Is the return of the monocle a sign that the Old Etonian Tories are taking control or the preparations for a Labour anti-Toff campaign?

Tory fashion accessory or a cunning plan from Labour Agents across Britain - The Monocle!

Vision Express has announced that it is to start stocking monocles for the first time following a spate of young male customers requesting to buy them.

This apparently came as quite a shock to the major high street retailer who has never sold them before.

I couldn’t help but think that the boys from the Bullingdon Club and the Old Etonians (the Conservative front bench) might all be dashing out to buy them as part of the season’s must have fashion accessory.

But, then it occurred to me that with the increasingly anti-upper class tone of Gordon Brown at Prime Minister’s Question Time and of Labour campaigning it was probably a raft of Labour agents dashing around to buy a monocle for anti-Tory photos for their election literature to show a division between them and their quadruple barrelled opponents.

Only time will tell!

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Are the Tories creating clear Green water for the other parties to target?

Has the Tories increasing climate change scepticism made clear Green water for the other parties to occupy?

According to The Independent the Labour Party campaign managers have identified 31 seats where the increasingly sceptical Conservative tone over climate change might benefit them and the Liberal Democrats. 

In these seats, of which 7 are Lib Dem held seats, the Labour Party believes that it might be possible for incumbents to benefit from an above average Green Party level of support and squeeze it to support the non-Tory incumbent. 

This follows Gordon Brown’s comments about Nigel Lawson and David Davies and their “flat-earth” environmental comments.

According to The Independent, ‘in the 31 seats, the Green Party or Scottish Green Party had a 2 per cent or higher share of the vote – which could make the difference between the Tories winning or losing on a marginal swing.

‘The Tories need to win Tooting – target seat number 112 – with a notional Labour majority of 5,190, to win an outright majority. In this south London seat, the Greens won a 4.1 per cent share of the vote in 2005.’

Certainly the Tories apparently paper-thin interest in the environment might well now damage them, but I find it fascinating that Labour high command at Number 10 identify seven Lib Dem seats as being ones where this strategy should be adopted.

The full List of seats according to The Independent is:

Finchley & Golders Green (L); Croydon Central (L); Battersea (L); Milton Keynes South (L); Hove (L); Cheltenham (LD); Stroud (L); Carshalton & Wallington (LD); Hastings & Rye (L); Calder Valley (L); Hereford & North Herefordshire (LD); Colne Valley (L); Brighton Kemptown (L); Swindon South (L); Milton Keynes North (C, notional L due to boundary changes); Watford (L); Birmingham Edgbaston (L); Worcester (L); Bradford West (L); Richmond Park (LD); Brentford & Isleworth (L); Edinburgh South (L); Leeds North West (LD); Ochil & South Perthshire (L); Stirling (L); Devon North (LD); Oxford West & Abingdon (LD); Poplar & Limehouse (L); Reading West (L); Waveney (L); Tooting (L)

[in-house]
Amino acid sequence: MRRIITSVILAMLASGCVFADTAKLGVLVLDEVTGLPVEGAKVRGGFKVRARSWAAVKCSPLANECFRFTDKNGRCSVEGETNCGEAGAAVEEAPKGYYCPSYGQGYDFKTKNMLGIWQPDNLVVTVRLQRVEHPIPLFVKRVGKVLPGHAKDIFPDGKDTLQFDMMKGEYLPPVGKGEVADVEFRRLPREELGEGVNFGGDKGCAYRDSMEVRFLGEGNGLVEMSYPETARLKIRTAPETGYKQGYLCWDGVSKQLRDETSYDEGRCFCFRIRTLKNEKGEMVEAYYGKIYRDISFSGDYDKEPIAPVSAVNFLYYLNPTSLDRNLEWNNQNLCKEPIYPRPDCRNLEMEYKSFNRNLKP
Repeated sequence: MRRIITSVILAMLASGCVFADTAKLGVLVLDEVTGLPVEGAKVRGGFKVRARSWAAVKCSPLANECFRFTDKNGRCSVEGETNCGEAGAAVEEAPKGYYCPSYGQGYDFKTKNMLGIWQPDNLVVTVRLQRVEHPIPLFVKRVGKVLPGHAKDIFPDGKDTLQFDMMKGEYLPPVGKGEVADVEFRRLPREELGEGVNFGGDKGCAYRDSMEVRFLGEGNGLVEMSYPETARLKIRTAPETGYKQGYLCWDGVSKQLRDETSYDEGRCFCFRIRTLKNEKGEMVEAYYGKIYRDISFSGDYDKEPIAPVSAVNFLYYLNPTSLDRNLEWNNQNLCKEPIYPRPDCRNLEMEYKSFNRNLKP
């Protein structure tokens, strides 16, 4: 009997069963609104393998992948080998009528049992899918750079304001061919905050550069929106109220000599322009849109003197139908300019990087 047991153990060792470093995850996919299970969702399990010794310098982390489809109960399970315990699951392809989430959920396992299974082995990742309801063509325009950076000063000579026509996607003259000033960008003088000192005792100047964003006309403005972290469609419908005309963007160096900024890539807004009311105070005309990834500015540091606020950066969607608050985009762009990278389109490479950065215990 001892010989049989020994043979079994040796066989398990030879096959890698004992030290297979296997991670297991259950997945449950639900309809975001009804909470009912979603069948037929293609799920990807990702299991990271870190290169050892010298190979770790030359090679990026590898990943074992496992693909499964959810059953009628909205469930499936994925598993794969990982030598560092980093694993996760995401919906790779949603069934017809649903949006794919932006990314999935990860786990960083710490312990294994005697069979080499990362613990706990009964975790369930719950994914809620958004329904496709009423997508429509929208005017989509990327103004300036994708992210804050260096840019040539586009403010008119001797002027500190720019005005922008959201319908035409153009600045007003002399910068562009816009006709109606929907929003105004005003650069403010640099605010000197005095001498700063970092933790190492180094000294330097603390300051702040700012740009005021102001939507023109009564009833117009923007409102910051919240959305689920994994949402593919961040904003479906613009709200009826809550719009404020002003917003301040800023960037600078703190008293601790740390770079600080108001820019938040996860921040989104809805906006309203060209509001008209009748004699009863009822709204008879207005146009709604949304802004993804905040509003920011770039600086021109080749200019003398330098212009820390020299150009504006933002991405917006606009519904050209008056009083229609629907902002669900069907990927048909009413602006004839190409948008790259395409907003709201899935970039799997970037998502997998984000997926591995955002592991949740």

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Is the Compass pointing Gordon Brown to the exit?

Gordon Brown may face yet more discussion about his leadership in the next few weeks...

The political thinktank Compass may be about to deal Gordon Brown a knock out blow to try and unseat him as Labour Leader.

Generally the rule would appear to be that if there is an ‘r’ in the month then there is talk of a coup against the Prime Minister, but this time The Guardian would have us believe that this is a prospect not to be ignored.

David Miliband’s decision not to decamp to Europe might also be a factor in the thought process that perhaps things are not as bad as they might be and perhaps, with a quick game of musical chairs in Downing Street, Labour might be able to stand a chance at the election.

The Guardian argues that; ‘A dialogue has begun within Compass and some central figures argue that other candidates such as home secretary Alan Johnson and foreign secretary David Miliband may support centre-left policies that the group wants Labour to back.’

A spokesman for Compass confirmed that a majority of the management committee of the thinktank thought Gordon Brown should go before the election, to give the party a better chance of success when the election comes.